Sign up for our daily briefing

Make your busy days simpler with Axios AM/PM. Catch up on what's new and why it matters in just 5 minutes.

Please enter a valid email.

Please enter a valid email.

Subscription failed
Thank you for subscribing!

Catch up on the day's biggest business stories

Subscribe to Axios Closer for insights into the day’s business news and trends and why they matter

Please enter a valid email.

Please enter a valid email.

Subscription failed
Thank you for subscribing!

Stay on top of the latest market trends

Subscribe to Axios Markets for the latest market trends and economic insights. Sign up for free.

Please enter a valid email.

Please enter a valid email.

Subscription failed
Thank you for subscribing!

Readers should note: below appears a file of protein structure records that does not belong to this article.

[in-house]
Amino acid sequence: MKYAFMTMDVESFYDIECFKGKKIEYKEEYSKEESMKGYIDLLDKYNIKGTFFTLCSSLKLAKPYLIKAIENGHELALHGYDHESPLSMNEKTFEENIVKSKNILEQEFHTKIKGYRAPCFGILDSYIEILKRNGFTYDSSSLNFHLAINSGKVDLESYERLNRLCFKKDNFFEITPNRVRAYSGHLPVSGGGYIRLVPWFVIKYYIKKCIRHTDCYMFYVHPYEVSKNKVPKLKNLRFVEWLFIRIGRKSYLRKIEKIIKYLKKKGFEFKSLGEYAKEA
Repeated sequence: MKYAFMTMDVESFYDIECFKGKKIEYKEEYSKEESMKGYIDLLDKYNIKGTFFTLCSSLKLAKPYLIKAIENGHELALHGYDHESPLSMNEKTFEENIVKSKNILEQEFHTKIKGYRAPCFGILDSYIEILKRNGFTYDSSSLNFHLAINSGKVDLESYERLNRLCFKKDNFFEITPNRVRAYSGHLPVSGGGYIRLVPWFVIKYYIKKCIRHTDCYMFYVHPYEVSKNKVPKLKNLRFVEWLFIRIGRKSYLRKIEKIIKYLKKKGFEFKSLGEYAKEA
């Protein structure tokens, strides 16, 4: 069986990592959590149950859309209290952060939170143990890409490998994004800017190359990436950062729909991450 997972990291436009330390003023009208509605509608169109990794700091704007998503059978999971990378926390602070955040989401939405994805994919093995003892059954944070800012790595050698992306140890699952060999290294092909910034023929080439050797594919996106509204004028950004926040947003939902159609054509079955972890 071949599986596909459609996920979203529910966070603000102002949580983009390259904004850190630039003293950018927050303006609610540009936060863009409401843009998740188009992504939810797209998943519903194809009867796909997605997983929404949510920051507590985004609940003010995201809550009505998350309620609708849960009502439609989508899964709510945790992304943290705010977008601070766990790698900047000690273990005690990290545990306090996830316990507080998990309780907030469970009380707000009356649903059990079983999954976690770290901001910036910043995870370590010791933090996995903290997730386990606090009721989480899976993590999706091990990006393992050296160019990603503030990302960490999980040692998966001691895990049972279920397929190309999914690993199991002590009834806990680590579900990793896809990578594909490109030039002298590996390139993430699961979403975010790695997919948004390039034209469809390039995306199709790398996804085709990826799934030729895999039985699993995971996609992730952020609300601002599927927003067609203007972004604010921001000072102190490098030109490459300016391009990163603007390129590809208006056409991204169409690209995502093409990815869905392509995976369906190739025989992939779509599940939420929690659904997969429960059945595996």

Sports news worthy of your time

Binge on the stats and stories that drive the sports world with Axios Sports. Sign up for free.

Please enter a valid email.

Please enter a valid email.

Subscription failed
Thank you for subscribing!

Tech news worthy of your time

Get our smart take on technology from the Valley and D.C. with Axios Login. Sign up for free.

Please enter a valid email.

Please enter a valid email.

Subscription failed
Thank you for subscribing!

Get the inside stories

Get an insider's guide to the new White House with Axios Sneak Peek. Sign up for free.

Please enter a valid email.

Please enter a valid email.

Subscription failed
Thank you for subscribing!

Catch up on coronavirus stories and special reports, curated by Mike Allen everyday

Catch up on coronavirus stories and special reports, curated by Mike Allen everyday

Please enter a valid email.

Please enter a valid email.

Subscription failed
Thank you for subscribing!